Thursday, 3 July 2014

Google Glass / Augmented Employment

Yesterday I got to try on Google Glass at their new London Basecamp.  It was an interesting experience but I escaped with my £1000 unspent.

On a personal basis I don't think I was ever likely to buy a Glass at the moment.  I'm not a geek and generally don't buy-in to new technology until it's fairly well established, the bugs have been ironed out and the functionality enhanced.  It's pretty clear that although Glass is a transformational piece of technology, it's still at a very early point in it's development.  I'll probably wait until I can get full augmented reality rather than the tiny little rectangle above my field of vision, more apps ('Glassware' apparently) eg the ability to identify people through Google + as I'm walking down the street, and higher quality sound and pictures.  Or at least until I can get something like the current functionality at say a tenth of the current Explorer price.  As a glasses wearer there's also the additional costs of prescription frames and John Sumser's experience hasn't helped motivate me to go down this route.

On a broader basis I'm still very interested in what this type of technology may be able to do for business and potentially for HR.  I don't think it will have much of a role in recruitment and certainly not in selection interviewing, though if a recruiter wanted to use one, particularly in a technology oriented sector / role, allowing them to scan through a CV or take a video of the interview, I wouldn't see this as a particular problem as long as they explain this is what they're doing too.  Sourcing may provide a much greater opportunity, but only once the functionality has been quite a bit enhanced.

Learning probably provides a more significant opportunity.  Informal learning has taken great strides forward with the development of Google and other search engines, and with the ability to use these tools via mobile devices.  Google Glass is going to take this to another level yet again.  I increasingly see learning as not just putting stuff into my own head but ensuring I can get the information that I need, whether through the right connections and relationships or my 'external brains' (Evernote and this blog.)  The capability Google Glass will provide us to find and store or reference information is going to be profound - remember Neo learning to fly a helicopter? - well that scenario is coming one step closer today.  It's also going to require a major cultural and behavioural challenge to ensure that people are focusing their learning and not just tiring themselves out through massive cognitive overload.  (There are also the difficult policy issues like do you still ban Glass wearers from accessing Facebook! - no, not really, though I'm sure some companies will try.)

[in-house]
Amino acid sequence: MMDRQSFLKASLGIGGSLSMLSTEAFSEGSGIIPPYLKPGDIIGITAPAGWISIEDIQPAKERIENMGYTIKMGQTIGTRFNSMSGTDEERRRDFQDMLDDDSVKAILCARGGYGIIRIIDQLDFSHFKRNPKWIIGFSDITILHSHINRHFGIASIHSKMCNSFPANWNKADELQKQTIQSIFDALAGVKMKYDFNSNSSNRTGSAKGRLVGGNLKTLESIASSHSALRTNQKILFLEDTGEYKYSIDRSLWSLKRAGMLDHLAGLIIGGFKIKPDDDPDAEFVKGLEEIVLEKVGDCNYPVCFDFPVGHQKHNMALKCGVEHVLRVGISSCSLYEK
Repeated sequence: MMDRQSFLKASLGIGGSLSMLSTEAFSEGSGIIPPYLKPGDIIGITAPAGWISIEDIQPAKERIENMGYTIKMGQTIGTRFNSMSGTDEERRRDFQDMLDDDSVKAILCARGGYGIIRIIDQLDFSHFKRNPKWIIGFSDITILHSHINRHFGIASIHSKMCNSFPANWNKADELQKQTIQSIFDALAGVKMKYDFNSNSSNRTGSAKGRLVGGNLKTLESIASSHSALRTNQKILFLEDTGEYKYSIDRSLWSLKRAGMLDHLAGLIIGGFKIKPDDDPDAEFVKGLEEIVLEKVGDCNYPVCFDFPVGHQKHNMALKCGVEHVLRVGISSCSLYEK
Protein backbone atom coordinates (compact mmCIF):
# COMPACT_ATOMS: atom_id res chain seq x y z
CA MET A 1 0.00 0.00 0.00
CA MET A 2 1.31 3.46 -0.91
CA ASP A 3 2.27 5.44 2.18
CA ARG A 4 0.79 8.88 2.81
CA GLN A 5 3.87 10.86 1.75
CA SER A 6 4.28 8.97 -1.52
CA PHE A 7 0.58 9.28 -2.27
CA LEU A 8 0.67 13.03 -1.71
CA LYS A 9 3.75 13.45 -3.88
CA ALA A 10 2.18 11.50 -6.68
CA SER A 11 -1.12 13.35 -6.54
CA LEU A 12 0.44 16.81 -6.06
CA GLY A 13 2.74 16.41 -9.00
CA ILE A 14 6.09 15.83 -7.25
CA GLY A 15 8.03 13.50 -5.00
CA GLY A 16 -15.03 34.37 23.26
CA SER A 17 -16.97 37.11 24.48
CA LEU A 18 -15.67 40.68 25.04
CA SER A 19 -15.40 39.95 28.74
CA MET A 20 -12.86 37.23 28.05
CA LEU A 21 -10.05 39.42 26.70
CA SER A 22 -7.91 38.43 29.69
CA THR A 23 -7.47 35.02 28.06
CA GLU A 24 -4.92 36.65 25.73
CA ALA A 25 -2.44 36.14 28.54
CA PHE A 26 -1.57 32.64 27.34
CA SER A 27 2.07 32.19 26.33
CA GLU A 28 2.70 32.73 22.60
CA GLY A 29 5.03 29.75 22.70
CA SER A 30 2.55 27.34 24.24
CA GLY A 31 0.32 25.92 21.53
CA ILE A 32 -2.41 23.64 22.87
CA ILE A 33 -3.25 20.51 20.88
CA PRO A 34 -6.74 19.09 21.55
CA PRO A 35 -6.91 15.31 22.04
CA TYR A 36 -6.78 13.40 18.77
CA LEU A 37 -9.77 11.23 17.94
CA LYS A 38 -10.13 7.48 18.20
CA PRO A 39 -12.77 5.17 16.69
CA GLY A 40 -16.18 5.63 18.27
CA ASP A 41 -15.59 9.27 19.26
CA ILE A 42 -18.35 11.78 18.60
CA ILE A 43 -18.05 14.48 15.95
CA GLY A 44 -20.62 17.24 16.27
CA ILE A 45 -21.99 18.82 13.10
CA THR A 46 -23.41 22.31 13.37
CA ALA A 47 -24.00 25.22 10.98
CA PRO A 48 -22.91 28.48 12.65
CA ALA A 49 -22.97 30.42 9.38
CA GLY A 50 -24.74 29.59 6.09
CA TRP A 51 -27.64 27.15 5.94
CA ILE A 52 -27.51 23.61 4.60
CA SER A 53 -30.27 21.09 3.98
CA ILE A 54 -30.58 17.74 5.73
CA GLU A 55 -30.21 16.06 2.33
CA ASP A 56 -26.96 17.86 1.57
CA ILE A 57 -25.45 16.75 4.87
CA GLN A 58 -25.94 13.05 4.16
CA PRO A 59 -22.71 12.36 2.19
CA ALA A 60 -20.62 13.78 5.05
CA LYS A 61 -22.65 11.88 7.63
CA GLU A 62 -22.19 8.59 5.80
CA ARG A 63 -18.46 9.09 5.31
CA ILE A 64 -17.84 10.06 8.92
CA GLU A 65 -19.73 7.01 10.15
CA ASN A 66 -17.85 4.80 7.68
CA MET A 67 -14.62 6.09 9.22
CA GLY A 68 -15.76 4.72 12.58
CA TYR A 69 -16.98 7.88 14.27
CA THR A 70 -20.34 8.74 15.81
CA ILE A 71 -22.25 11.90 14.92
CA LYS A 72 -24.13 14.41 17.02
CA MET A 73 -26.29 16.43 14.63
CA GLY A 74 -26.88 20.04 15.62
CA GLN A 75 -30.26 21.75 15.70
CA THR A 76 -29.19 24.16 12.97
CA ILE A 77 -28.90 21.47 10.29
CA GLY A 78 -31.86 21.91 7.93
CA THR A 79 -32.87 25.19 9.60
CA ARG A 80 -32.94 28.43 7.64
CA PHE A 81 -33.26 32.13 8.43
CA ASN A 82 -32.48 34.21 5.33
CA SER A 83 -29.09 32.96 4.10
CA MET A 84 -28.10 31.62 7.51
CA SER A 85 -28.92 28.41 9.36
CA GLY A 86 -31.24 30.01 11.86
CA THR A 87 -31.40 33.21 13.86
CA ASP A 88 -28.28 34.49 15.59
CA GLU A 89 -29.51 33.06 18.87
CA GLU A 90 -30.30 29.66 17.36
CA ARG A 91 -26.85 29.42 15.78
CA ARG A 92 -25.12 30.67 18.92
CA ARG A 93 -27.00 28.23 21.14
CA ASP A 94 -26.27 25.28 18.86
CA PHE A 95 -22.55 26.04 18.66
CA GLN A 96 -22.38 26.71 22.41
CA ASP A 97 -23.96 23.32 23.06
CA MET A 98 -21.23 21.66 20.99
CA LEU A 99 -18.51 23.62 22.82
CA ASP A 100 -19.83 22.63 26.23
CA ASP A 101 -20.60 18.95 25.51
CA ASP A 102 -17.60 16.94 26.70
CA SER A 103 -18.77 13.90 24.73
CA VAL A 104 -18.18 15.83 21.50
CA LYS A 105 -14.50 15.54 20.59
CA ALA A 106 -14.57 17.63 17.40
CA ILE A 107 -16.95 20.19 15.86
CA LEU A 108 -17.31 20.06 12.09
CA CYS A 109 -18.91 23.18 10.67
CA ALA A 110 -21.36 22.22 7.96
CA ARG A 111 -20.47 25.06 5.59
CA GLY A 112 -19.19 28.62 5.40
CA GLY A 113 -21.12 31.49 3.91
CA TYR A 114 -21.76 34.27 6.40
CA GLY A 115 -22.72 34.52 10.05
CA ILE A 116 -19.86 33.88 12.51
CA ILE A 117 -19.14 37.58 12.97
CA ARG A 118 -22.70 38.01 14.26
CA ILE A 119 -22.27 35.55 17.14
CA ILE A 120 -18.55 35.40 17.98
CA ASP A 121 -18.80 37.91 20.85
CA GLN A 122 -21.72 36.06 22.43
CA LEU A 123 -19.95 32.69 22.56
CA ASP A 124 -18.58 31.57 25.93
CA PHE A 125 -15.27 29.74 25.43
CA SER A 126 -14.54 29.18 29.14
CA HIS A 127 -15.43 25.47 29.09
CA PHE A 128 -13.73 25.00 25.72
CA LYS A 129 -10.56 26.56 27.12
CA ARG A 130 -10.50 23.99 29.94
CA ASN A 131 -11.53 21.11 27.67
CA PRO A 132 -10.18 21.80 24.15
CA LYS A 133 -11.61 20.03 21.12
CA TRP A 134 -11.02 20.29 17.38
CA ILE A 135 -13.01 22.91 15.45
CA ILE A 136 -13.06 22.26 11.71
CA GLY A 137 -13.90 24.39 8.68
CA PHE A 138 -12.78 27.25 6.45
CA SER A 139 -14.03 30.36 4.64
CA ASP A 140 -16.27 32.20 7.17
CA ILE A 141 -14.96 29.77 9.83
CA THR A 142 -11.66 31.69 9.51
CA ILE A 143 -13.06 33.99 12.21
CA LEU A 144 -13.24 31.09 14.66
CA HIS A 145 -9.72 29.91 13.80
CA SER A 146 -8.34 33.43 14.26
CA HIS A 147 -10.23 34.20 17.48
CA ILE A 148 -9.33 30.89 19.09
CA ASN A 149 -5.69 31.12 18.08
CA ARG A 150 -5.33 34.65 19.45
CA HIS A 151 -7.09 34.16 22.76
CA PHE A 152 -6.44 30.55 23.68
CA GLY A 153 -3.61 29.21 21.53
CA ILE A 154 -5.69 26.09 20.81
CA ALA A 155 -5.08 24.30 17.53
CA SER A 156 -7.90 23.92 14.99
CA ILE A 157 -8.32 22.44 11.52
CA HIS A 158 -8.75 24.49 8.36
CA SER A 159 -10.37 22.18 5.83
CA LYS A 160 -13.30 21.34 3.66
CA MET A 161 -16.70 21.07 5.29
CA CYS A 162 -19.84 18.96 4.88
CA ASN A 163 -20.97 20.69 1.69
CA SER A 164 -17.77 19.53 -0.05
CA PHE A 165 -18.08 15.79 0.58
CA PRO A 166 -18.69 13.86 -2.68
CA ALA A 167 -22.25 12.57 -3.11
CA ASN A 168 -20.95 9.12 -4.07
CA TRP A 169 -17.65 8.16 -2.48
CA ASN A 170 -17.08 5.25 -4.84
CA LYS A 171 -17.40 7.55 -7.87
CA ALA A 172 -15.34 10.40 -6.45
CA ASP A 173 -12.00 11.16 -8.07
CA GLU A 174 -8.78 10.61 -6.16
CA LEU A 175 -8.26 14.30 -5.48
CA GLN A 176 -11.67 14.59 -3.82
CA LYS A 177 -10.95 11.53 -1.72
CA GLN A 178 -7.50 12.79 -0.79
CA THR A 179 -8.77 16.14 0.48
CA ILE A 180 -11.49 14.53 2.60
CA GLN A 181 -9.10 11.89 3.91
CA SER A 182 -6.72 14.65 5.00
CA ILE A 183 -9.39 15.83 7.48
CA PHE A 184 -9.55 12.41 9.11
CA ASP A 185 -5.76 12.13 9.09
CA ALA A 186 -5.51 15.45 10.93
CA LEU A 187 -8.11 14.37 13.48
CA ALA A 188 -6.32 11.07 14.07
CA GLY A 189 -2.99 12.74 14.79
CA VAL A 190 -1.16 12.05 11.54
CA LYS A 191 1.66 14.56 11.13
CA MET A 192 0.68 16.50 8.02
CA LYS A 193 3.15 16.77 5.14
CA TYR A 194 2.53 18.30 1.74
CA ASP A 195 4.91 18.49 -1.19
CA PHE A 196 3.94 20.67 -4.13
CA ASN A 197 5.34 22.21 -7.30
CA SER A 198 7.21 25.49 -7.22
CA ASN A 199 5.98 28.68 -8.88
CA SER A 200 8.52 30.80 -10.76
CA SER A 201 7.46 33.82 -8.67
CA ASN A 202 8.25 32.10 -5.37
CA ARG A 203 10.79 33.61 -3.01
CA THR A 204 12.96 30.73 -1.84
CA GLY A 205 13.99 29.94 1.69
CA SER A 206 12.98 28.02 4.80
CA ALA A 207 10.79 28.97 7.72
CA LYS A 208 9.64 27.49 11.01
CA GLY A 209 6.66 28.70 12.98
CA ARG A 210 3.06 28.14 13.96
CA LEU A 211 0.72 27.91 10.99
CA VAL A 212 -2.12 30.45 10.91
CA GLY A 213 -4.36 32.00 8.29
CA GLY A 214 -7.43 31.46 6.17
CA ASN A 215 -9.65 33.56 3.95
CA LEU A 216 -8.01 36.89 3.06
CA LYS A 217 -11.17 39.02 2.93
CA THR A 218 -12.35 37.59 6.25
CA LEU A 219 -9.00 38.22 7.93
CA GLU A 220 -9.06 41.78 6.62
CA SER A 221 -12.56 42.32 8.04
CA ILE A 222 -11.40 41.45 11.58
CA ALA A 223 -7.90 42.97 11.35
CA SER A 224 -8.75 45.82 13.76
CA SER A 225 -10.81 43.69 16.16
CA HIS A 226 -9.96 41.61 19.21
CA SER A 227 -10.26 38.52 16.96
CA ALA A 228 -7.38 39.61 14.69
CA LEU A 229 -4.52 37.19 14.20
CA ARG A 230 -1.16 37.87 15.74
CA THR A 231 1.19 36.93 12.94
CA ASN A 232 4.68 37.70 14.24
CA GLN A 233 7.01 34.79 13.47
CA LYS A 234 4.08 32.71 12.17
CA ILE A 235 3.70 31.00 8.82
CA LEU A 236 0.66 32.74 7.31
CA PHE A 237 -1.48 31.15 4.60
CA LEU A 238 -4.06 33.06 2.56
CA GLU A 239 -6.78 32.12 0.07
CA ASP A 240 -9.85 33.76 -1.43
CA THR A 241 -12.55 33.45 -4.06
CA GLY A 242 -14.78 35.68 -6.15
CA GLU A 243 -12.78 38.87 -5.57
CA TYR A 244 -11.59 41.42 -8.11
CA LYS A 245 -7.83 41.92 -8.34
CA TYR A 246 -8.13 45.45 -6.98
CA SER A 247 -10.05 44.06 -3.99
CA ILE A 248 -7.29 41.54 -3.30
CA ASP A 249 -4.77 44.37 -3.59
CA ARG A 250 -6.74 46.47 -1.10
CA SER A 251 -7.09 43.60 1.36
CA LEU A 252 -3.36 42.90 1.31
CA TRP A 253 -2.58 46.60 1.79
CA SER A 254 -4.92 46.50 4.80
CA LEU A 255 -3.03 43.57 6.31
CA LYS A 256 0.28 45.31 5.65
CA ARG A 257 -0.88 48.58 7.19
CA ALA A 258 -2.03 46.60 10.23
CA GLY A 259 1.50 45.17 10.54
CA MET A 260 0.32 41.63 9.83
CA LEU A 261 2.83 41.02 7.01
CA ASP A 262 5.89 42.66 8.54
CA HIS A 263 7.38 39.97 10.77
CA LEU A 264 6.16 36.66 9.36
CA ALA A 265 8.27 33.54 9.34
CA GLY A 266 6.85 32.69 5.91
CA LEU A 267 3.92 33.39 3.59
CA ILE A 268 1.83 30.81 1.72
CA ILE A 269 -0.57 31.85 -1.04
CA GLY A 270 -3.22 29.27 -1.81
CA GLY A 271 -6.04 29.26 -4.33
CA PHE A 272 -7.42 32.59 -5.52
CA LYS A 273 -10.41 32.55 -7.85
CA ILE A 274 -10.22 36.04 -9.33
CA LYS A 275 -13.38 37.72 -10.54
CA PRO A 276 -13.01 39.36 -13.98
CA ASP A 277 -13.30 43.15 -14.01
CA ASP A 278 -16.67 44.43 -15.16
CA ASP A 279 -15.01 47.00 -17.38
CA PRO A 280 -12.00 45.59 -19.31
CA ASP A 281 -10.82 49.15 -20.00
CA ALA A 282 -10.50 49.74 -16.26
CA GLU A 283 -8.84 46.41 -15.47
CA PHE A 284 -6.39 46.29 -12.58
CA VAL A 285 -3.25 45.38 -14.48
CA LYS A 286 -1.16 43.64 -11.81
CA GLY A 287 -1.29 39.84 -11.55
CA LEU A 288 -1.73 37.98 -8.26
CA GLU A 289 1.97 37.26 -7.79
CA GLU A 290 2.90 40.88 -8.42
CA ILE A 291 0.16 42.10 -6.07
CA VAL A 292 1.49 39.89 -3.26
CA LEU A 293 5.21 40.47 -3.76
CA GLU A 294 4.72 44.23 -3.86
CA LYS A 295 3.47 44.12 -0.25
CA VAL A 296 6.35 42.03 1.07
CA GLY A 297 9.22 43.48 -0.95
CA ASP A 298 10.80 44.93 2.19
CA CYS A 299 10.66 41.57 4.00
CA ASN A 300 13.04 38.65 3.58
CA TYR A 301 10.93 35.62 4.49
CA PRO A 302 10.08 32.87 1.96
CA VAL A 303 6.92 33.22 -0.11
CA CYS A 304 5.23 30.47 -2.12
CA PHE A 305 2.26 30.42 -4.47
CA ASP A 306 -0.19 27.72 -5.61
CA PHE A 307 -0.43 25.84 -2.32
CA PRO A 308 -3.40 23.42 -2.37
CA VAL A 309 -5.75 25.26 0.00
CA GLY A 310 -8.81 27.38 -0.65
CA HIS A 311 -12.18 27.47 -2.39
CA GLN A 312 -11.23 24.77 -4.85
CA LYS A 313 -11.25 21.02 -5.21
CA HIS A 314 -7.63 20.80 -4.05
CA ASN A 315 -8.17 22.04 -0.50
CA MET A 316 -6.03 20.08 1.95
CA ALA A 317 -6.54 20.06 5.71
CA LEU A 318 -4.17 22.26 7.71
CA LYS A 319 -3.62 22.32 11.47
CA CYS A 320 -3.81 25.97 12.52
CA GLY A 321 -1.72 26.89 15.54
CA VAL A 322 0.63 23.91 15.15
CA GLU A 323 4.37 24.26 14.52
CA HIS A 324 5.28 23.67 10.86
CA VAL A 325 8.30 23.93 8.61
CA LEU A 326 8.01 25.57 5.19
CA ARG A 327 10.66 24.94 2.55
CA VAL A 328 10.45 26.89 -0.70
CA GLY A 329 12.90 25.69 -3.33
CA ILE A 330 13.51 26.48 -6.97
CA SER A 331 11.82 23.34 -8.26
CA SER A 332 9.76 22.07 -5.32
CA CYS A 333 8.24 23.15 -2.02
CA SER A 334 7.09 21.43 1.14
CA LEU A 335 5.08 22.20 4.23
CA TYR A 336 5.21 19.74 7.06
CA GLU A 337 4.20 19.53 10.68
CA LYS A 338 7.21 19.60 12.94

Performance management or at least performance support is probably going to be a bigger opportunity again.  Knowledge workers, and others, should be able to do better knowledge work and this includes HR too.  To some extent the ability to get easier access to HR data and analytics is going to continue the development of HR to become more data and evidence based.  More importantly, to me, might be the opportunity to improve relationships with and between other people.  Picture for example a team meeting where all team members are glassed up and can see the agenda and action notes appearing before their ideas.  That might keep things on track and everyone much more focused on what they need to do as well as their own roles in supporting the team in doing it.

I'm sure there'll be more opportunities we'll discover as we progress with using Glass too.  So although I didn't make a purchase yesterday I'm now even more convinced that this as the future of personal technology.  Walking along looking down towards my iphone, whilst still an amazing step forward from what we used to be able to do even ten years ago, is clearly not an optimal was of receiving and exchanging information.  To be able to get the same details whilst looking at what I'm looking at whilst I'm walking, driving or whatever else I'm doing is clearly the way to go.  I can't see putting all of this on my wrist is going to be a massive improvement from carrying a phone around so I don't think the iwatch and its kind is going to be much of a step change development.  Google Glass is, even if this is bound to be superseded by contact lenses or something at some point.

Our employees are going to be using this.  Maybe not this year but certainly within the next five years everyone is going to be wearing Glass or something like it.  Human augmentation is here.  This is the big issue for HR, not what we can use it for within our own function and activities.  If everyone is wearing Glass what does this mean for our organisations and the way they work?

Currently, I'm still not sure I have much of an answer to this question.  But I do know it's an important question to ask.  HR needs to get on top of this technology and start thinking about how things are going to change.  So you might not want to bother checking your bank balance, but if you're in HR, and in the UK, you need to get yourself down to the London Basecamp and try Glass out.  And I'd be interested in how you get on.

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